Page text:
Every hope of the existence of church and state, and of civilization itself, hangs upon our arduous effort to defeat the doctrine of Negro suffrage." - Robert Dabney, a prominent 19th century Southern Presbyterian pastor
"... the right of holding slaves is clearly established in the Holy Scriptures, both by precept and example." - Richard Furman, President, South Carolina Baptist Convention
Such moral men are these! ... but they were, at the time. Morals have changed over the intervening (nearly) two centuries; our culture has grown to embrace the concept that freedom is a universal right, independent of the color of someone's skin.
You see? Morals do
change - sometimes exceptionally rapidly.
It is a common bias to assume that the way things are is the way things always have been and always will be. That's simply confirmation bias at work - you've not experienced what people do or claim is 'moral' by virtue of their faith, and so you assume that the faithful are, in fact, like you. [Assumedly] good people, people who go to your church, who smile on Sundays, who are seen doing good works somewhere along the way. If, however, Christianity invariably led to moral behavior (as presupposed), where morals are defined by the western culture that prizes freedom, individual initiative, opportunity, and equality, then that is just... sadly.. not true. At all.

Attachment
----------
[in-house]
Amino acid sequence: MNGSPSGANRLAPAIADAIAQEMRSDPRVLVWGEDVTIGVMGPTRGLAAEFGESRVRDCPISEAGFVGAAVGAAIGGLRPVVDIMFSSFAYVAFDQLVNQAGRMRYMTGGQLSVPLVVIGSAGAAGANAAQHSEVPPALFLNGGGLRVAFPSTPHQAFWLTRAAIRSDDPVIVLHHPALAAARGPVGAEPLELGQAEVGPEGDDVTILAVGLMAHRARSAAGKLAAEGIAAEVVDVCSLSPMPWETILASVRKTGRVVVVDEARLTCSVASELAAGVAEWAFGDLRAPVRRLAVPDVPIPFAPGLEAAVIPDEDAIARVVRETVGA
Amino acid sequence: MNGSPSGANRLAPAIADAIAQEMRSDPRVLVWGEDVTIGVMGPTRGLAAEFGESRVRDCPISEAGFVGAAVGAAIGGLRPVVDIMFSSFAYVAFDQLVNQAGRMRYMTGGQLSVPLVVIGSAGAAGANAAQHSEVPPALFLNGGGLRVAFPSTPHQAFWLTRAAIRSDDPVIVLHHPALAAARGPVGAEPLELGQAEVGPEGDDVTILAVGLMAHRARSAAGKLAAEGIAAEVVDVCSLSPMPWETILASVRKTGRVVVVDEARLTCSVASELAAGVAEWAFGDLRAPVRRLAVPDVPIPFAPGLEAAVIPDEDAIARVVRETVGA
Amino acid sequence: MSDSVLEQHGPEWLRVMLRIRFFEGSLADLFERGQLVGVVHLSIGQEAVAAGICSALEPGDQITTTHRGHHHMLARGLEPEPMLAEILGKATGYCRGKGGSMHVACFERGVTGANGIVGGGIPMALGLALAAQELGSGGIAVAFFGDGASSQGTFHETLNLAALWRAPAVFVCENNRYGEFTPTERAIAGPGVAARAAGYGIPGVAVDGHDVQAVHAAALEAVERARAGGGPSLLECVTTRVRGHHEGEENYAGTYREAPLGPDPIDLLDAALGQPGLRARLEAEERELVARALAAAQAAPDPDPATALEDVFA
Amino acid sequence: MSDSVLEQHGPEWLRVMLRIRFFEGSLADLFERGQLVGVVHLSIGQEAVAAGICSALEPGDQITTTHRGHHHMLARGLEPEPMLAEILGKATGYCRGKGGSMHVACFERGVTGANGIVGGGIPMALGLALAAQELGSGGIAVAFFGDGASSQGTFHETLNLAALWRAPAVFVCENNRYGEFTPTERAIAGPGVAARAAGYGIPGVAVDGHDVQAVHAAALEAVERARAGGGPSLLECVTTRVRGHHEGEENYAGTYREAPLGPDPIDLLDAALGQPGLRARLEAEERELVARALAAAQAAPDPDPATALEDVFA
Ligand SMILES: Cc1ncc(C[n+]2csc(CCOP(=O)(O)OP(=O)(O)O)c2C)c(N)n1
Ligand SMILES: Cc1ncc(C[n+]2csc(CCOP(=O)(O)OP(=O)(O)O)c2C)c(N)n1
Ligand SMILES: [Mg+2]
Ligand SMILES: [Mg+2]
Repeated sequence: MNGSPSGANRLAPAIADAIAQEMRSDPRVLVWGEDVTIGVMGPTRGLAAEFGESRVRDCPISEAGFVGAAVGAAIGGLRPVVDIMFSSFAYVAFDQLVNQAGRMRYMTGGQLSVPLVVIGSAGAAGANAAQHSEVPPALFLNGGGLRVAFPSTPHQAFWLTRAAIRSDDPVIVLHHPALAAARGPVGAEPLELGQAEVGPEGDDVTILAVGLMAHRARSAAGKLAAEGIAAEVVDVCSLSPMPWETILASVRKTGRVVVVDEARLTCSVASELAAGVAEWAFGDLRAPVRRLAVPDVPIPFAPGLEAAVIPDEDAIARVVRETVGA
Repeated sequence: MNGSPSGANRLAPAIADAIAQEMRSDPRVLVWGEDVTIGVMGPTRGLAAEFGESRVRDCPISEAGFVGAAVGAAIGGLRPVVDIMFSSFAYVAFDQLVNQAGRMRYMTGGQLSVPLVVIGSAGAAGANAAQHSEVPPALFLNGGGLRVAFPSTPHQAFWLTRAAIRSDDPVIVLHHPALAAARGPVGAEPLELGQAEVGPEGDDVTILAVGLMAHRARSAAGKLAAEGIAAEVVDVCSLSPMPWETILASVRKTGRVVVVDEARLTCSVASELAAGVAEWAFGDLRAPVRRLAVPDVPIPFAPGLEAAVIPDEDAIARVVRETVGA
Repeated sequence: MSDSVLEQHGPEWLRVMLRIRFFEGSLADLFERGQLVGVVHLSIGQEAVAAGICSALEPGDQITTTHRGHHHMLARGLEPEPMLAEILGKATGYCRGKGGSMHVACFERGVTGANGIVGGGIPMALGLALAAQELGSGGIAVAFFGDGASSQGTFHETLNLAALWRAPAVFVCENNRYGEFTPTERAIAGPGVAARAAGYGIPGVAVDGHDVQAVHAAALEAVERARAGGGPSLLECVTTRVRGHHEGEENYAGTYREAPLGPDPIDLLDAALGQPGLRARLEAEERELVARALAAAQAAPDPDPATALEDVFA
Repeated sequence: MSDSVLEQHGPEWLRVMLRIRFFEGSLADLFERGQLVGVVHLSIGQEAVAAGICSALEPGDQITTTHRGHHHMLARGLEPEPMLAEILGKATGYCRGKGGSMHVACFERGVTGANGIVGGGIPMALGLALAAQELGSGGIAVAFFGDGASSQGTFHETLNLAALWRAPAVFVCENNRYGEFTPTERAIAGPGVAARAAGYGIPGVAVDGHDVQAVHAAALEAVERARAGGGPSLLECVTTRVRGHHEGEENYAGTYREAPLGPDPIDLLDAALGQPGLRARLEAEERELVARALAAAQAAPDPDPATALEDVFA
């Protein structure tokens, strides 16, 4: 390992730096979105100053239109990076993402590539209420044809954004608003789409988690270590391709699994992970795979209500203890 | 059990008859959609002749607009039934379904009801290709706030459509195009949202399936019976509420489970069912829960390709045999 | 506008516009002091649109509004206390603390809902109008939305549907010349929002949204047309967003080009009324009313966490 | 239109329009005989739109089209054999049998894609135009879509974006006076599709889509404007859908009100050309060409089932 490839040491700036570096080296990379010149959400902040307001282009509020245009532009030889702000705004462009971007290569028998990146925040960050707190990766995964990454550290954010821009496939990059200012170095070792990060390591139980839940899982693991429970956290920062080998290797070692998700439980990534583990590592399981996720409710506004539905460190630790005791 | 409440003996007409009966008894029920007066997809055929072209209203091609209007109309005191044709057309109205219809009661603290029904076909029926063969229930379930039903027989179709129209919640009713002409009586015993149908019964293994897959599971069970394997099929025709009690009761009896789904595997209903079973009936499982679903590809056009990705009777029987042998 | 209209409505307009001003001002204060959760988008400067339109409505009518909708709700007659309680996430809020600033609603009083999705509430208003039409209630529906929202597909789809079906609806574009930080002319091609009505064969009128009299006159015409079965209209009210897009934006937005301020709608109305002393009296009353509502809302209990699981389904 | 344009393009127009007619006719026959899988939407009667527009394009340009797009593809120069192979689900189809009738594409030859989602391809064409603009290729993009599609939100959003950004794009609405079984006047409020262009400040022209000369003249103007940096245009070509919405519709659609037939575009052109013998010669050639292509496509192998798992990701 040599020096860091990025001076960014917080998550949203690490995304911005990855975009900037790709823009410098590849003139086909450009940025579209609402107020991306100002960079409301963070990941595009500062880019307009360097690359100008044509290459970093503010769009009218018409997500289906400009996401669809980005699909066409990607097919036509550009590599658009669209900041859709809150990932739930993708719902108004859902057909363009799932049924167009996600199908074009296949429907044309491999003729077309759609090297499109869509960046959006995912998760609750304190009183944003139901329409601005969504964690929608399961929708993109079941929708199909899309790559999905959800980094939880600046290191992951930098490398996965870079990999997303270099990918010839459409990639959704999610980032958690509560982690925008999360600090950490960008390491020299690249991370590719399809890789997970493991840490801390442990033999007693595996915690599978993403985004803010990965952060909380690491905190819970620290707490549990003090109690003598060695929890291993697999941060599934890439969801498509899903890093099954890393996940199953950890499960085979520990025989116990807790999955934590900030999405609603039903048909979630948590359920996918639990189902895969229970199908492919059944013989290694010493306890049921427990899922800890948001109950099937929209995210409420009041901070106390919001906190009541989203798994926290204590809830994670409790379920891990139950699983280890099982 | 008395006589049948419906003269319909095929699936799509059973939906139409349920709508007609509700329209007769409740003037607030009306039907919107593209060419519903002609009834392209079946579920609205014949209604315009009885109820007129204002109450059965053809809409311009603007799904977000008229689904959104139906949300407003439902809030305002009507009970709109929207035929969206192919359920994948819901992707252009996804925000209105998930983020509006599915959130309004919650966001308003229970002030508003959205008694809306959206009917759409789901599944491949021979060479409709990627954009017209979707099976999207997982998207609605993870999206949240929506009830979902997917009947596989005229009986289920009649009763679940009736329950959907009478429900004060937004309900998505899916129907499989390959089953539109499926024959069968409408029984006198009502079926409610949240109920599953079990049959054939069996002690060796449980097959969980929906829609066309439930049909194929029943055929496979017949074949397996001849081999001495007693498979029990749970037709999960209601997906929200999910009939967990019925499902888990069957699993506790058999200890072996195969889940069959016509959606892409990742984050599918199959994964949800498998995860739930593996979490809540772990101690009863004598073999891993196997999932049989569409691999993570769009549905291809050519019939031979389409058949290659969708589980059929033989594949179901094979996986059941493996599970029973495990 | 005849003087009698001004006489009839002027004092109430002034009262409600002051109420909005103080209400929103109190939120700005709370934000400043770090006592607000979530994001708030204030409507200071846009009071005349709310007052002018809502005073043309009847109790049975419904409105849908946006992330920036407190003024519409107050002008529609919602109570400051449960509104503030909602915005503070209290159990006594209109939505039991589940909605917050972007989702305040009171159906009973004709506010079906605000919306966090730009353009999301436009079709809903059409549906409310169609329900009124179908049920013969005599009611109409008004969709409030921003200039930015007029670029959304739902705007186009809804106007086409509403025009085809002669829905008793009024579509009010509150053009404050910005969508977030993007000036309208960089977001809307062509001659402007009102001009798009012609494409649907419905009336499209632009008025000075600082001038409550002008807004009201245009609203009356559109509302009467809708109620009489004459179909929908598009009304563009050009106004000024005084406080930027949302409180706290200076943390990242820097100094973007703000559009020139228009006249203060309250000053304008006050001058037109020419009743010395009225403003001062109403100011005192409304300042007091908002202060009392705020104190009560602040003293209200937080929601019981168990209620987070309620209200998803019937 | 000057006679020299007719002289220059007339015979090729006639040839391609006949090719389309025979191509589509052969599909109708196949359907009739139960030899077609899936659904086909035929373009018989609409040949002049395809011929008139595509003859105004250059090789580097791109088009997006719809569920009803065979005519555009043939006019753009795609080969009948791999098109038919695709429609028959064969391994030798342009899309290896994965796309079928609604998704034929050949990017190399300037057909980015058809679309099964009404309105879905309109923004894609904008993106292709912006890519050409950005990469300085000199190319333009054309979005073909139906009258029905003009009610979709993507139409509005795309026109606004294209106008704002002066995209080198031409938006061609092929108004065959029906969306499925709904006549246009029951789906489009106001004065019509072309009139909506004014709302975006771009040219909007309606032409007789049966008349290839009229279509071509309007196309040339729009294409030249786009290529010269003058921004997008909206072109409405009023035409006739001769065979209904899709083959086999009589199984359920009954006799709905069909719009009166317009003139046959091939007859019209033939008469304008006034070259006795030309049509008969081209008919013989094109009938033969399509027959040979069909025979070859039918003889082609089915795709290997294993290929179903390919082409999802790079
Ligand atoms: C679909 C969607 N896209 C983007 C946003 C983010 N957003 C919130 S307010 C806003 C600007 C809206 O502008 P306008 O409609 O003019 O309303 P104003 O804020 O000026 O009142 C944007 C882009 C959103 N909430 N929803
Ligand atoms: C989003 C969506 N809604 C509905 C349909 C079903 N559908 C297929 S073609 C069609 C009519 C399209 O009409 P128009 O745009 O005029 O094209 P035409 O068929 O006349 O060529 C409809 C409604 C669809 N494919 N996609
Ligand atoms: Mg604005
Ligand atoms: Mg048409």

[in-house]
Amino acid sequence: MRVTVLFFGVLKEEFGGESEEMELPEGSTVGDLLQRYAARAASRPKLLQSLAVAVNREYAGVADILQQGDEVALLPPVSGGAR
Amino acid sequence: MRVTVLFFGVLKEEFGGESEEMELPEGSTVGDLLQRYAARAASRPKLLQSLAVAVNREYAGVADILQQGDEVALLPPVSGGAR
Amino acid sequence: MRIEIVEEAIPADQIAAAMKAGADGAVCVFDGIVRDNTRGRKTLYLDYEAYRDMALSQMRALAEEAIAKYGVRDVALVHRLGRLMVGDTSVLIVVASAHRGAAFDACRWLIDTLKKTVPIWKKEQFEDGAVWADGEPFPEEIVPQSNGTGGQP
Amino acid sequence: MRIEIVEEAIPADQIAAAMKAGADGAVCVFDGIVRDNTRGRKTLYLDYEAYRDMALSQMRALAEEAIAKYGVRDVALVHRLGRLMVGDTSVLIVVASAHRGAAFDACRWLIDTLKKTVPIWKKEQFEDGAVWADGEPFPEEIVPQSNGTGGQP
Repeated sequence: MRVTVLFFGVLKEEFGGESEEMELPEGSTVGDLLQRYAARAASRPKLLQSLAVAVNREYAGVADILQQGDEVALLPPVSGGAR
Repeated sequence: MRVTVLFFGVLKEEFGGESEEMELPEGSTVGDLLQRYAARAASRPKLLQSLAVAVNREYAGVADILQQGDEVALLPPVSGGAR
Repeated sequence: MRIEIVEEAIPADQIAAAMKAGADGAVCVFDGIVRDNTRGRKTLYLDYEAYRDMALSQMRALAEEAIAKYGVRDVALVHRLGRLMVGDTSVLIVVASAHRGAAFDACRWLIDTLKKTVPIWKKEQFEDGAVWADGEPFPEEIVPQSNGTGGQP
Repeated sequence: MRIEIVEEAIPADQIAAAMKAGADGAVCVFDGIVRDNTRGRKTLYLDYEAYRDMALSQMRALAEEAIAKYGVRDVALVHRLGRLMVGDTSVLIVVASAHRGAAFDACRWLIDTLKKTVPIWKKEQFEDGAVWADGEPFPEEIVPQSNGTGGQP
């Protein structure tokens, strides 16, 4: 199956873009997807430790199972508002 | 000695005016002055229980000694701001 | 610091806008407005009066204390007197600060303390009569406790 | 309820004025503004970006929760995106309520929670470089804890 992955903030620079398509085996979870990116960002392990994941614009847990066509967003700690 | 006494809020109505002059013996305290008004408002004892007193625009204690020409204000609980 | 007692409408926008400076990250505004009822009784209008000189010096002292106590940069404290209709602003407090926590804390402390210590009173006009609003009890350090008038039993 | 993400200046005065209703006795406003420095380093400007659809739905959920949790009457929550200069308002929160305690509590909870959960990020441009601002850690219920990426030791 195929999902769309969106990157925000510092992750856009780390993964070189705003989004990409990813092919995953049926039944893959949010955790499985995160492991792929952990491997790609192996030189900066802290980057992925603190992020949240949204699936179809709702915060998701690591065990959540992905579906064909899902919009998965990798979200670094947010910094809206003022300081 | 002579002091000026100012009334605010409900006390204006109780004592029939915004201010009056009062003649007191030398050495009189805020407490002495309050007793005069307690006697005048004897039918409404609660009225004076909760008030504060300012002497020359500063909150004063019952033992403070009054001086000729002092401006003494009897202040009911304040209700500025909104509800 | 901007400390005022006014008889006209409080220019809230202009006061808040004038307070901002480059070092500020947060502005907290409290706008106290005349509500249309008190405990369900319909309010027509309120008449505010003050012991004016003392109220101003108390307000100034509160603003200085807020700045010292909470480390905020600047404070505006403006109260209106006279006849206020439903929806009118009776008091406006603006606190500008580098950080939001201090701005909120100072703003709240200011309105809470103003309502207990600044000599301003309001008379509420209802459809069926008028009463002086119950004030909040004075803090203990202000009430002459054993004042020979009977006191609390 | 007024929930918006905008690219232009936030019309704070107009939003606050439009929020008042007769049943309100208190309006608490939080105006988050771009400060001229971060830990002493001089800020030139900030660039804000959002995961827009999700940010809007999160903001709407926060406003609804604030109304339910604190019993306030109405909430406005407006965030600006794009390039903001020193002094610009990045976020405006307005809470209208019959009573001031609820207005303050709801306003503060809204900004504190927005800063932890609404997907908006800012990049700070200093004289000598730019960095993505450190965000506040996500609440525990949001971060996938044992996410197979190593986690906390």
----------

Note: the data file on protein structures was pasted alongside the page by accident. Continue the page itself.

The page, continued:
Atheist morality (for those that truly consider it) begins with the presupposition that this life is the only one existent, that there are no second chances, and that human life has value. If we take these as a certain baseline assumption, then the rest logically follows:
- People are valuable, therefore we must treat them as though they are valuable. People matter.
- People only have one life, and since that life matters, it behooves all of us to live the best life we can.
- Living the best life we can means experiencing all that we can, harming no one, and improving the lives of those around us to give them the opportunity to do precisely the same.
- Since there is no divine spark, there is no divine 'punishment' - this means that problems like starvation, poverty, slavery, opression, brutality, violence.. these are human
problems with human
solutions. We must act to address them, for if we do not, we will not be saved by some outside benevolence.
- No one "deserves" good or bad fortune; life is messy.
... well, you should try out some Bertrand Russell to see the core of Humanism. It's a bit too lengthy to go into here, but it certainly does not require a God, and most definitely actively seeks to improve the lot of the world rather than simply 'offering hope'.
Anyroad - the point is that you make an interesting assertion that has no basis in fact. Additionally, your assertion that morality comes from God exclusively misses the fact that entire worthwhile moral systems can be built without any reference to God at all... and, as those moral systems focus on action over prayer, they actually have a chance to make a positive difference.